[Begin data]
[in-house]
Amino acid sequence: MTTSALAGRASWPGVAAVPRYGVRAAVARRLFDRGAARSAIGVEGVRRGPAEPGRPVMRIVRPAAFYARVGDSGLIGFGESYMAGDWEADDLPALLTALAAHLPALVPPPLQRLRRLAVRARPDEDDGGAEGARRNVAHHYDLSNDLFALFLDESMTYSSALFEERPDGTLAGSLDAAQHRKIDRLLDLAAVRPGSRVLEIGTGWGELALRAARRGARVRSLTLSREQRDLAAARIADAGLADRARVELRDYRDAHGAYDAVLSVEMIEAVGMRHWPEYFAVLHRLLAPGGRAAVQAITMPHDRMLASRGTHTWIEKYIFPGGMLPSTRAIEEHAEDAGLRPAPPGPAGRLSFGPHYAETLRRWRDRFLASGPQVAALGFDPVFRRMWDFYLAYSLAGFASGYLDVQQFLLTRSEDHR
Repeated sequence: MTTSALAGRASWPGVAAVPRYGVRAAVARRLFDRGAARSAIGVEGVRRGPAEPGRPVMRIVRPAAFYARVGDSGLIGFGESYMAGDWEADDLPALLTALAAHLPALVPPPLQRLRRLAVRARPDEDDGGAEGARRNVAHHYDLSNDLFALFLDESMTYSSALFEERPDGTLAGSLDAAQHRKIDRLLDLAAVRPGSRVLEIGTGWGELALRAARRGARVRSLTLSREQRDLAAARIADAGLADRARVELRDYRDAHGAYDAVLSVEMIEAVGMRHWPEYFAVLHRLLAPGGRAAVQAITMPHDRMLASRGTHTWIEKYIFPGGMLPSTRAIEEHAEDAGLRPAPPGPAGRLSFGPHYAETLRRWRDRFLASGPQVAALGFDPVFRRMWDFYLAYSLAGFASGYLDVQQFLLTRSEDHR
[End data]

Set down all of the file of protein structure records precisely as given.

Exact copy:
[in-house]
Amino acid sequence: MTTSALAGRASWPGVAAVPRYGVRAAVARRLFDRGAARSAIGVEGVRRGPAEPGRPVMRIVRPAAFYARVGDSGLIGFGESYMAGDWEADDLPALLTALAAHLPALVPPPLQRLRRLAVRARPDEDDGGAEGARRNVAHHYDLSNDLFALFLDESMTYSSALFEERPDGTLAGSLDAAQHRKIDRLLDLAAVRPGSRVLEIGTGWGELALRAARRGARVRSLTLSREQRDLAAARIADAGLADRARVELRDYRDAHGAYDAVLSVEMIEAVGMRHWPEYFAVLHRLLAPGGRAAVQAITMPHDRMLASRGTHTWIEKYIFPGGMLPSTRAIEEHAEDAGLRPAPPGPAGRLSFGPHYAETLRRWRDRFLASGPQVAALGFDPVFRRMWDFYLAYSLAGFASGYLDVQQFLLTRSEDHR
Repeated sequence: MTTSALAGRASWPGVAAVPRYGVRAAVARRLFDRGAARSAIGVEGVRRGPAEPGRPVMRIVRPAAFYARVGDSGLIGFGESYMAGDWEADDLPALLTALAAHLPALVPPPLQRLRRLAVRARPDEDDGGAEGARRNVAHHYDLSNDLFALFLDESMTYSSALFEERPDGTLAGSLDAAQHRKIDRLLDLAAVRPGSRVLEIGTGWGELALRAARRGARVRSLTLSREQRDLAAARIADAGLADRARVELRDYRDAHGAYDAVLSVEMIEAVGMRHWPEYFAVLHRLLAPGGRAAVQAITMPHDRMLASRGTHTWIEKYIFPGGMLPSTRAIEEHAEDAGLRPAPPGPAGRLSFGPHYAETLRRWRDRFLASGPQVAALGFDPVFRRMWDFYLAYSLAGFASGYLDVQQFLLTRSEDHR